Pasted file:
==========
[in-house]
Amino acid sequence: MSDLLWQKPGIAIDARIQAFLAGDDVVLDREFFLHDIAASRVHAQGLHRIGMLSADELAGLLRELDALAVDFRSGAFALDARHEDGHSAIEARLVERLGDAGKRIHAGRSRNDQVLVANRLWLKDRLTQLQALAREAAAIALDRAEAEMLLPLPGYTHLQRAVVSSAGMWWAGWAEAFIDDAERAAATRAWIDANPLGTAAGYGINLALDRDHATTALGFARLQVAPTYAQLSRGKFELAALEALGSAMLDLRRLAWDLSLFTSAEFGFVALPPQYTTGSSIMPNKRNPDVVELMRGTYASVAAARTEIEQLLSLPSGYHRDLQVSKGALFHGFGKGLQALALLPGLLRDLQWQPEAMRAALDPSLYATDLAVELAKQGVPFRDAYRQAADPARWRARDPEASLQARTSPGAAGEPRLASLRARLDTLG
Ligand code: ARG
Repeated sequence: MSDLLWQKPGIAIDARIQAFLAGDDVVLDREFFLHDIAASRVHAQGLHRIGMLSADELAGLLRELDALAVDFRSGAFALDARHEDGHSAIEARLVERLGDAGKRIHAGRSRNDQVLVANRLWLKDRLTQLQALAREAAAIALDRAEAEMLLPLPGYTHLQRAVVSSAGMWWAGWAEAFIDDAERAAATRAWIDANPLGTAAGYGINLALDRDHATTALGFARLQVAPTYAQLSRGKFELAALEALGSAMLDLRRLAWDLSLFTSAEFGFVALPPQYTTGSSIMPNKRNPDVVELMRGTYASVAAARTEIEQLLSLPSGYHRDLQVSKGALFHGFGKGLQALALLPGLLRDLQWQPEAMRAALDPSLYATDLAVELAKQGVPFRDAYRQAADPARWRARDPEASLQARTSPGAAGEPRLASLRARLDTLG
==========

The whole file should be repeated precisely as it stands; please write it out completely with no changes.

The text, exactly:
[in-house]
Amino acid sequence: MSDLLWQKPGIAIDARIQAFLAGDDVVLDREFFLHDIAASRVHAQGLHRIGMLSADELAGLLRELDALAVDFRSGAFALDARHEDGHSAIEARLVERLGDAGKRIHAGRSRNDQVLVANRLWLKDRLTQLQALAREAAAIALDRAEAEMLLPLPGYTHLQRAVVSSAGMWWAGWAEAFIDDAERAAATRAWIDANPLGTAAGYGINLALDRDHATTALGFARLQVAPTYAQLSRGKFELAALEALGSAMLDLRRLAWDLSLFTSAEFGFVALPPQYTTGSSIMPNKRNPDVVELMRGTYASVAAARTEIEQLLSLPSGYHRDLQVSKGALFHGFGKGLQALALLPGLLRDLQWQPEAMRAALDPSLYATDLAVELAKQGVPFRDAYRQAADPARWRARDPEASLQARTSPGAAGEPRLASLRARLDTLG
Ligand code: ARG
Repeated sequence: MSDLLWQKPGIAIDARIQAFLAGDDVVLDREFFLHDIAASRVHAQGLHRIGMLSADELAGLLRELDALAVDFRSGAFALDARHEDGHSAIEARLVERLGDAGKRIHAGRSRNDQVLVANRLWLKDRLTQLQALAREAAAIALDRAEAEMLLPLPGYTHLQRAVVSSAGMWWAGWAEAFIDDAERAAATRAWIDANPLGTAAGYGINLALDRDHATTALGFARLQVAPTYAQLSRGKFELAALEALGSAMLDLRRLAWDLSLFTSAEFGFVALPPQYTTGSSIMPNKRNPDVVELMRGTYASVAAARTEIEQLLSLPSGYHRDLQVSKGALFHGFGKGLQALALLPGLLRDLQWQPEAMRAALDPSLYATDLAVELAKQGVPFRDAYRQAADPARWRARDPEASLQARTSPGAAGEPRLASLRARLDTLG